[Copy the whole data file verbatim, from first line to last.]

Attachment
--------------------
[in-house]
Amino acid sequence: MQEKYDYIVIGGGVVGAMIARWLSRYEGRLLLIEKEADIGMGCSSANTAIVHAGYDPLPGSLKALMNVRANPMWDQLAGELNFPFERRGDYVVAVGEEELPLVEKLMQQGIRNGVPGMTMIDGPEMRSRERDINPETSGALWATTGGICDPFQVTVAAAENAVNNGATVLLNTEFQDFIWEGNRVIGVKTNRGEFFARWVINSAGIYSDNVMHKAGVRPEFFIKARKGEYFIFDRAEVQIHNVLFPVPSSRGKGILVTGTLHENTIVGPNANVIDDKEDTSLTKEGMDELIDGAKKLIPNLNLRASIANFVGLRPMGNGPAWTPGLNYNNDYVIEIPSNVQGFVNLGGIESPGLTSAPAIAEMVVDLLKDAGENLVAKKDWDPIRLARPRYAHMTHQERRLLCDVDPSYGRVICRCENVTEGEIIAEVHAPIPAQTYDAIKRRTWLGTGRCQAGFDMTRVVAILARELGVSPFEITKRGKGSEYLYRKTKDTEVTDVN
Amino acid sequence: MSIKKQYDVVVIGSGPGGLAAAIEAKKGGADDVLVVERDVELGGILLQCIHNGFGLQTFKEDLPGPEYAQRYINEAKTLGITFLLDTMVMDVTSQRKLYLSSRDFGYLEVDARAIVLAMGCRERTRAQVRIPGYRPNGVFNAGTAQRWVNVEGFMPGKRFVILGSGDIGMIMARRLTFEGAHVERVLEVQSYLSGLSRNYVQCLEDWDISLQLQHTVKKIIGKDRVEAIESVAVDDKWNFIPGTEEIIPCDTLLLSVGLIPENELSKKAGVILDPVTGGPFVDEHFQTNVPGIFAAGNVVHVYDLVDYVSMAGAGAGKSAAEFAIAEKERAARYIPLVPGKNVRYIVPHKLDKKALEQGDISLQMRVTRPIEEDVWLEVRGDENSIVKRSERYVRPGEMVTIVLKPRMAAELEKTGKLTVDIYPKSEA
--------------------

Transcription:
[in-house]
Amino acid sequence: MQEKYDYIVIGGGVVGAMIARWLSRYEGRLLLIEKEADIGMGCSSANTAIVHAGYDPLPGSLKALMNVRANPMWDQLAGELNFPFERRGDYVVAVGEEELPLVEKLMQQGIRNGVPGMTMIDGPEMRSRERDINPETSGALWATTGGICDPFQVTVAAAENAVNNGATVLLNTEFQDFIWEGNRVIGVKTNRGEFFARWVINSAGIYSDNVMHKAGVRPEFFIKARKGEYFIFDRAEVQIHNVLFPVPSSRGKGILVTGTLHENTIVGPNANVIDDKEDTSLTKEGMDELIDGAKKLIPNLNLRASIANFVGLRPMGNGPAWTPGLNYNNDYVIEIPSNVQGFVNLGGIESPGLTSAPAIAEMVVDLLKDAGENLVAKKDWDPIRLARPRYAHMTHQERRLLCDVDPSYGRVICRCENVTEGEIIAEVHAPIPAQTYDAIKRRTWLGTGRCQAGFDMTRVVAILARELGVSPFEITKRGKGSEYLYRKTKDTEVTDVN
Amino acid sequence: MSIKKQYDVVVIGSGPGGLAAAIEAKKGGADDVLVVERDVELGGILLQCIHNGFGLQTFKEDLPGPEYAQRYINEAKTLGITFLLDTMVMDVTSQRKLYLSSRDFGYLEVDARAIVLAMGCRERTRAQVRIPGYRPNGVFNAGTAQRWVNVEGFMPGKRFVILGSGDIGMIMARRLTFEGAHVERVLEVQSYLSGLSRNYVQCLEDWDISLQLQHTVKKIIGKDRVEAIESVAVDDKWNFIPGTEEIIPCDTLLLSVGLIPENELSKKAGVILDPVTGGPFVDEHFQTNVPGIFAAGNVVHVYDLVDYVSMAGAGAGKSAAEFAIAEKERAARYIPLVPGKNVRYIVPHKLDKKALEQGDISLQMRVTRPIEEDVWLEVRGDENSIVKRSERYVRPGEMVTIVLKPRMAAELEKTGKLTVDIYPKSEA